Wax model of a plague scene, Europe, 1657

Made:
1657 in Europe

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Science Museum Group Collection
© The Board of Trustees of the Science Museum

Science Museum Group
© The Board of Trustees of the Science Museum

Wax model of plague scene in form of a heavily framed plaque, made by Gregorius Lenti, 1657, frame probably 18th century, thus European, 1657

Plague was a much feared disease with epidemics ravaging Europe, killing almost randomly, as some survived without contracting the disease. The Latin inscription painted on the slab lying next to the rotting corpse reads “Hodie, mihi, cras, tibi”, which translates as “It is my lot today, yours tomorrow”. The sculptor has used wax to mould a scene common to the 1650s – that of people dying from plague. Dried plants and cork bring the scene to life.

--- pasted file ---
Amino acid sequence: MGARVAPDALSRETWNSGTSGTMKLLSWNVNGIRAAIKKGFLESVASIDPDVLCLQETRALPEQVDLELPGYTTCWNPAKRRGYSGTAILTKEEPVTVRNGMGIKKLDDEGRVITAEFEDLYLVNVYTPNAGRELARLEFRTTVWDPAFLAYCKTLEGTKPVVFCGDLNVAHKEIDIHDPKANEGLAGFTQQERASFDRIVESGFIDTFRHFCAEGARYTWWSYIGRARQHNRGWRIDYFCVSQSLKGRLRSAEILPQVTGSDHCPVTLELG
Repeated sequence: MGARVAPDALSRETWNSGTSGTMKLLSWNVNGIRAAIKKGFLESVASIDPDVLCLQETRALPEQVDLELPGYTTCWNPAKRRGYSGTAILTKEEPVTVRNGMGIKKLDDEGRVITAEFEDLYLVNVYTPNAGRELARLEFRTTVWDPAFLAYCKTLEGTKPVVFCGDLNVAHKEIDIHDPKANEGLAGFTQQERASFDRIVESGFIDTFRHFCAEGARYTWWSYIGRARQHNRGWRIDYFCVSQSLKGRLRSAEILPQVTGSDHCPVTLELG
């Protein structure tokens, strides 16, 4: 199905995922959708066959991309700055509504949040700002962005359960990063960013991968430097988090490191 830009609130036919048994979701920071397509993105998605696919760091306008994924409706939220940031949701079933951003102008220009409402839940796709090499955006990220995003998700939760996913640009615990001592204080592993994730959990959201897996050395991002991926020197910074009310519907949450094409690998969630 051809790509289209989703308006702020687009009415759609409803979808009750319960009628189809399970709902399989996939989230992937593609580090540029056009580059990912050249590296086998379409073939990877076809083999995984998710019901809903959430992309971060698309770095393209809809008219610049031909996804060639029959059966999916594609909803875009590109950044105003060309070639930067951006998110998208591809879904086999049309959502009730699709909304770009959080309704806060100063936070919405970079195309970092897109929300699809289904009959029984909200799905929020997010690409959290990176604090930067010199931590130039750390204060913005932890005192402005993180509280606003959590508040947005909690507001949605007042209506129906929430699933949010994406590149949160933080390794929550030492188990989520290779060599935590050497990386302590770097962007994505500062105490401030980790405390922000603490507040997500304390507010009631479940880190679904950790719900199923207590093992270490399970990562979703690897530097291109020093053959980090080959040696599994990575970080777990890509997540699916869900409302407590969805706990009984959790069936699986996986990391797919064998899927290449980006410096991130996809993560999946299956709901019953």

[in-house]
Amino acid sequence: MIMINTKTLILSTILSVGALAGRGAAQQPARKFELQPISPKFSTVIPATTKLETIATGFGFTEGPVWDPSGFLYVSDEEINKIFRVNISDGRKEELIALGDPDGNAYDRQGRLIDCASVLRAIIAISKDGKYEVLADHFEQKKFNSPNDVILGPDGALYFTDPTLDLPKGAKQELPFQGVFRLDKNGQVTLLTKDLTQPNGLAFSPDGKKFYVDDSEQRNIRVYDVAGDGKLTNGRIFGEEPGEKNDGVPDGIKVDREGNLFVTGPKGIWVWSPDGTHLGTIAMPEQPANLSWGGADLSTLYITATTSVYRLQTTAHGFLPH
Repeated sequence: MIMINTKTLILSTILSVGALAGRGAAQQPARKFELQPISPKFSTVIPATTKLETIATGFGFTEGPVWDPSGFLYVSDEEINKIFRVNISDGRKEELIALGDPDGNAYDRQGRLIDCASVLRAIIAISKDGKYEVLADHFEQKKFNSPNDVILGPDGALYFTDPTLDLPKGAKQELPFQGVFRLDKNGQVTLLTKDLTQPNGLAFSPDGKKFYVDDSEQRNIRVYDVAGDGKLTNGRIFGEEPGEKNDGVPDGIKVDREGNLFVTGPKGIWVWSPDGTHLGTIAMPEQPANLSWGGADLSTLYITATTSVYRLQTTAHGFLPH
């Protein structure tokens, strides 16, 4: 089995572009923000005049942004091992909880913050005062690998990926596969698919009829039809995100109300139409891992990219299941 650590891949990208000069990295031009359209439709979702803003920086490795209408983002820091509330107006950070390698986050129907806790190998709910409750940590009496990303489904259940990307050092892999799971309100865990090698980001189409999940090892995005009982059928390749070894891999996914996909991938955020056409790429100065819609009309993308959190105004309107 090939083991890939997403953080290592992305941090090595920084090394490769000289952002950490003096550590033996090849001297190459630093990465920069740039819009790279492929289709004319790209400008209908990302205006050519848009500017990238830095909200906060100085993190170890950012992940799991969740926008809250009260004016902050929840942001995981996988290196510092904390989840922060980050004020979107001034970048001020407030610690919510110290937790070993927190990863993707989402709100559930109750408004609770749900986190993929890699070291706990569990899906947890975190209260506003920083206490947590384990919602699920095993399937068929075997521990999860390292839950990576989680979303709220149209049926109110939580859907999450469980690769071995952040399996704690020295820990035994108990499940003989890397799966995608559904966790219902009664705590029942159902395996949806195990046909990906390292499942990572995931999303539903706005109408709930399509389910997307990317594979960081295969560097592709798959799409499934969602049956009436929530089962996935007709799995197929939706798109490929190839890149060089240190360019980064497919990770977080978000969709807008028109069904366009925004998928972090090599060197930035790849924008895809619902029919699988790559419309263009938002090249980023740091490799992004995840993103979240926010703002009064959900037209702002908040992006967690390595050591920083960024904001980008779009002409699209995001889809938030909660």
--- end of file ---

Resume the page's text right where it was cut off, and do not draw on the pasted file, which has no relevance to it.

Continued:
The sculptor also signed his name, “Lenti, Gregorius” and the date, “1657”. The frame was probably a later addition.

Details

Category:
Classical & Medieval Medicine
Object Number:
A657830
Materials:
cork, glass, plants, wax and wood
type:
plaque
taxonomy: